In a show of largesse, Vladimir Putin promised shipments of grain to a handful of African countries affected by shortages caused by Russia’s invasion of Ukraine. African leaders responded by telling him to end the war.
After the International Criminal Court issued a warrant for his arrest in spring for war crimes in Ukraine, this week’s summit with African leaders in St. Petersburg served as a rare opportunity for Russian President Vladimir Putin to meet international counterparts. Seventeen African leaders attended, far fewer than the 43 at the 2019 summit in Sochi. The Kremlin attributed the smaller turnout to Western pressure on African leaders.
Numerous topics were discussed at the summit, including economic, humanitarian and sport issues, but Russia’s invasion of Ukraine and the food insecurity on the African continent took center stage.
The summit kicked off with Putin vowing free grain supplies for six African nations. According to the pledge, 25,000-50,000 tons of grain will be sent to Burkina Faso, Zimbabwe, Mali, Somalia, the Central African Republic and Eritrea in the coming months.
Questioning Putin’s pledges
The pledge left many skeptical.UN Secretary-General Antonio Guterres said a “handful of donations to some countries” would not be enough to solve the food crisis caused by Russia’s withdrawing from a deal to allow Ukraine to continue exporting grain during the war.
Amaka Anku, the director of the Africa practice at the Eurasia Group, said the Kremlin was trying to counter reports that the war in Ukraine was worsening the food crisis in the Global South. Still, she said, the grain would not be insignificant to the nations it was sent to.
“It is clearly part of a propaganda war with the West, but, if delivered, it could make a difference for the countries involved,” Anku said. “It would be, on average, 9-19% of their 2022-23 wheat imports.”
Grain as weapon
In a statement ahead of the summit, Putin claimed that the deal negotiated to allow Ukraine to continue exporting grain during the war was “shamelessly” used by the Western companies, and, as a result, less than 3% of the grain reached countries in dire need. However, Putin failed to mention that the deal had helped stabilize food prices globally after they spiked following his decision to invade Ukraine.
After the Kremlin walked out on the deal, Russia’s military has been destroying grain stocks in the Ukrainian port city of Odesa, from where the grain was being shipped worldwide. A recent attack targeting the Danube port, just 200 meters (650 feet) away from the border of NATO member Romania, sparked fears of a direct confrontation between Russia and the alliance.
Western leaders have accused Russia of using grain as a weapon in its war against Ukraine after the Kremlin’s suspension of the deal. Some analysts suggested that, by bypassing Ukraine with direct shipments of grain from Russia, the Kremlin could increase its leverage over African countries, which represent a large voting block at the UN General Assembly.
Weapons deals, too
The Kremlin signed about 40 arms deals with African countries on the sidelines of the summit.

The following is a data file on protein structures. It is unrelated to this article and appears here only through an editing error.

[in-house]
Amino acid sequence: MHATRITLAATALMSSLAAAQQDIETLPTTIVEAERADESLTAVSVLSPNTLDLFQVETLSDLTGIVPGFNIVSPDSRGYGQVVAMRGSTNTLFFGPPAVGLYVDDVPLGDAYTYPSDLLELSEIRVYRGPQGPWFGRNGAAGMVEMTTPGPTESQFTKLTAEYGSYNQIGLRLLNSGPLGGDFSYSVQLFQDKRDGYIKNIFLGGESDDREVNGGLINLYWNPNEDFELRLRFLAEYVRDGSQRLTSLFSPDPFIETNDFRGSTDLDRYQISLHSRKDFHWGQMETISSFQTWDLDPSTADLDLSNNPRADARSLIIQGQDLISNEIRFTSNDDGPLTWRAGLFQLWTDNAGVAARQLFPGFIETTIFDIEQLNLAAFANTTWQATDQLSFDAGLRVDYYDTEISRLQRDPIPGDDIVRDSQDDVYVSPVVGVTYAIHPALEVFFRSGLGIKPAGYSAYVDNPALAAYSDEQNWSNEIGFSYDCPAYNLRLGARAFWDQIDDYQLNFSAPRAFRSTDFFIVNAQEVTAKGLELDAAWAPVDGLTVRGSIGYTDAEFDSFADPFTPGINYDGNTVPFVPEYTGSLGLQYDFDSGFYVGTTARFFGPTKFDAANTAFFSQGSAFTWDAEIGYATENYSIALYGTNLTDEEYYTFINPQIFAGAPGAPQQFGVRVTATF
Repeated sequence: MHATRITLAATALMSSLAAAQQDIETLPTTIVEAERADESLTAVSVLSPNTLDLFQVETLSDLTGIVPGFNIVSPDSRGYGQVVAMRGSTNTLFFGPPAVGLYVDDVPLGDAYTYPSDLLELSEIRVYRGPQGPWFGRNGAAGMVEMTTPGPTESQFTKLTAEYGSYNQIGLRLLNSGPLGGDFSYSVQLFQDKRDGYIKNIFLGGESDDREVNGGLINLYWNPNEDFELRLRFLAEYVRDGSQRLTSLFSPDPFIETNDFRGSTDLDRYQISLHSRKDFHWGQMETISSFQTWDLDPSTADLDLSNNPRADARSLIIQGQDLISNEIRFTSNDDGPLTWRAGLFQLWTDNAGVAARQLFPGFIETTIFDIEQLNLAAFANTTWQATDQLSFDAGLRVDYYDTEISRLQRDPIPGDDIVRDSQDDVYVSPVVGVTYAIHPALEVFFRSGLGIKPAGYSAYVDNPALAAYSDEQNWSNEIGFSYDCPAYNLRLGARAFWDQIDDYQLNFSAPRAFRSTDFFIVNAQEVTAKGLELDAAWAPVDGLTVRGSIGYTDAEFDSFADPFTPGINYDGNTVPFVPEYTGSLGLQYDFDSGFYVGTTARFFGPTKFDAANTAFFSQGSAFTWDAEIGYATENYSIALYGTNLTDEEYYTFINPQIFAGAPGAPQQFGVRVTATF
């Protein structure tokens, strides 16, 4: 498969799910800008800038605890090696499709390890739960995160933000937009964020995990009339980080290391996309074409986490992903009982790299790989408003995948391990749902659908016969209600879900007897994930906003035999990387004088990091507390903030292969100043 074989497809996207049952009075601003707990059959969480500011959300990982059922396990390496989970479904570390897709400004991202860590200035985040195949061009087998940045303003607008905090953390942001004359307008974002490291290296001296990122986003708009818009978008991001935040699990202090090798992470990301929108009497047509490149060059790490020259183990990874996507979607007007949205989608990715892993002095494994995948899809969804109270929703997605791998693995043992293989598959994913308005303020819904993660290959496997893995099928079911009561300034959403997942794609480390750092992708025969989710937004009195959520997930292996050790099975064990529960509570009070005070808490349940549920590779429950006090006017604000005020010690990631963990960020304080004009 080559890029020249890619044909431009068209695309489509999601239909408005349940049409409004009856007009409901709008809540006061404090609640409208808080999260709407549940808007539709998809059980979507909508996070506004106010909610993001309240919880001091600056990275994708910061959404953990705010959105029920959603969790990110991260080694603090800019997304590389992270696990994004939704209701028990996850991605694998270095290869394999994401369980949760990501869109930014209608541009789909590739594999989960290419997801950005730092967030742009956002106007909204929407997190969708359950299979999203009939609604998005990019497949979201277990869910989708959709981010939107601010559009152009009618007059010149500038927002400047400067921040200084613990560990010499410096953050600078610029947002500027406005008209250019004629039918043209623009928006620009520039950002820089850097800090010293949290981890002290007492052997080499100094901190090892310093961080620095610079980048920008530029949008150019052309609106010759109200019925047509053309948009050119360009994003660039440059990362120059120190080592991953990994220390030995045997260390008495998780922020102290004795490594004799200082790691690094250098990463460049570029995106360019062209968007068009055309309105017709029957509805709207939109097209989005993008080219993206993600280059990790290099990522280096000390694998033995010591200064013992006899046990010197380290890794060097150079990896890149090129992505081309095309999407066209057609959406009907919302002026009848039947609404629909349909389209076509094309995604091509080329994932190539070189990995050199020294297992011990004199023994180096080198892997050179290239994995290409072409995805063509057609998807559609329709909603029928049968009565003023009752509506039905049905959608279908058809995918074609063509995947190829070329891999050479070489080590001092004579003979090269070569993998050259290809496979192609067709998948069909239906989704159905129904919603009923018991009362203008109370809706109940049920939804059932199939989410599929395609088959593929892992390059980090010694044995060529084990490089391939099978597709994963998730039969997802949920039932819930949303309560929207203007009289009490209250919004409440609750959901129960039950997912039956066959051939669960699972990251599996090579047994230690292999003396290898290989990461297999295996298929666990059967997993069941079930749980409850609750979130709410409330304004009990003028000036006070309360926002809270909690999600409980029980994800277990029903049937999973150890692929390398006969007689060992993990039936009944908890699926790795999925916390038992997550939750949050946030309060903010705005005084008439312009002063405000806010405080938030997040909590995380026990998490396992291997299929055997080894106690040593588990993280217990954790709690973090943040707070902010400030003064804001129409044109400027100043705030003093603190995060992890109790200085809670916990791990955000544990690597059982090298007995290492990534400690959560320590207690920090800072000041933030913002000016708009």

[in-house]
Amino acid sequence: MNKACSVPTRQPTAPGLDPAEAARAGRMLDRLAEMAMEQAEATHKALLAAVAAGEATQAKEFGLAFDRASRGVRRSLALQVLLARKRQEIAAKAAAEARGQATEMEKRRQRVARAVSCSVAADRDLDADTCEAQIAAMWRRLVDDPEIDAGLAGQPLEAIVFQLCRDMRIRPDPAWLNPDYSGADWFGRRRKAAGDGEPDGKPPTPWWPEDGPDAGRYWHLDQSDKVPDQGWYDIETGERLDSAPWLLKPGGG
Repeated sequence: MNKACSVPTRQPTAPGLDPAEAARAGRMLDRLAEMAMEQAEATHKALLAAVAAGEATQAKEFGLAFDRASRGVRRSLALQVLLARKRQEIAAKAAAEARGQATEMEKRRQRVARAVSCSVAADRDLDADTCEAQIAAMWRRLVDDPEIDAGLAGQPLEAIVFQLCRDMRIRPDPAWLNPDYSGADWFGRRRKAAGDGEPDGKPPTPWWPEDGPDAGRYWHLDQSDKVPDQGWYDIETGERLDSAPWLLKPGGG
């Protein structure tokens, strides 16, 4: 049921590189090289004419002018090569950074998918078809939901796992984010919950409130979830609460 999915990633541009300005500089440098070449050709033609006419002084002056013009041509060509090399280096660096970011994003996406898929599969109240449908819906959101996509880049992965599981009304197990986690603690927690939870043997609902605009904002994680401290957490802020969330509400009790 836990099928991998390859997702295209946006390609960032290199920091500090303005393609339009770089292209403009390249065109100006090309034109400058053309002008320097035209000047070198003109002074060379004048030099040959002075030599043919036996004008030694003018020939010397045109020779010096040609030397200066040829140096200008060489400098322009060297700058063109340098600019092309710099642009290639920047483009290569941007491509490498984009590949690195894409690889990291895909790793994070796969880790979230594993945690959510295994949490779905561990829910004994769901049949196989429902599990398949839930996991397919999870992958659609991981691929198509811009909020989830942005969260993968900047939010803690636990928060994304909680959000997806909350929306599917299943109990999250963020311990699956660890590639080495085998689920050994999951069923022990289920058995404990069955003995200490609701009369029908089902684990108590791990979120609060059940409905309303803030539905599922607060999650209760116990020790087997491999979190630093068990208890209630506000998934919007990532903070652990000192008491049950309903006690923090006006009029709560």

Russia does not have the economic ties with African countries that China and the European Union do. The Kremlin has also invested very little into African economies.
The arms trade is one of the rare areas where the interests of Russia and some African leaders meet. Despite a drop in weapons sales due to the war in Ukraine, Russia still accounts for 40% of weapons exports to Africa, with Angola, Nigeria, Algeria and Mali among its top clients.
“It really depends on what the substance of the military agreements is,” Samuel Ramani, the author of “Russia in Africa,” told DW. “Russia has already signed 20 military agreements. Some of them offer training of police forces and anti-piracy assistance … and some are actually arm deliveries and the deployment of instructors. It remains to be seen in the coming months what unfolds from these agreements.”
A Wagner cameo?
The leader of Russia’s Wagner mercenary group was the least-expected guest at the summit. However, Yevgeny Prigozhin, who many believed was in exile in Belarus after a short-lived insurrection in June, stole the show on social media after a photo with a delegate from the Central African Republic emerged on Wagner-affiliated social media accounts on the first day of the summit.
Some independent Russian media reports suggested that the photo had been taken in the lobby of a St. Petersburg hotel that is reportedly owned by Prigozhin. DW was unable to clarify when and where the photo was taken.
The Wagner Group had been widely seen as a Kremlin foreign policy tool, dispatched to back authoritarian leaders in exchange for access to mineral resources for Russia. The mercenaries have been blamed for the mass slaughter of civilians in Mali, the Central African Republic and in the Sahel.
Ending the war
After Putin’s announcement of free grain shipments, some African leaders continued to press him to reconsider the grain deal.
Macharia Munene, a professor of history at the United States International University-Africa, told DW that “Africans are saying that you can do a lot more than just offer free grain to six countries when the rest is hanging in the air.”
In June, a delegation of seven African nations, led by Ramaphosa, visited both Kyiv and Moscow, seeking diplomatic solutions for ending the war.
“We didn’t come here to ask for some gifts,” South African President Cyril Ramaphosa told Putin at the summit. “Of course, we understand that you, out of generosity, have decided to donate grain to some African countries that are facing certain difficulties, but this is not our main goal here.”
At the summit, African leaders again asked Putin to stop hostilities in Ukraine.
“This war must end,” AU Commission Chairperson Moussa Faki Mahamat said. “And it can only end on the basis of justice and reason.”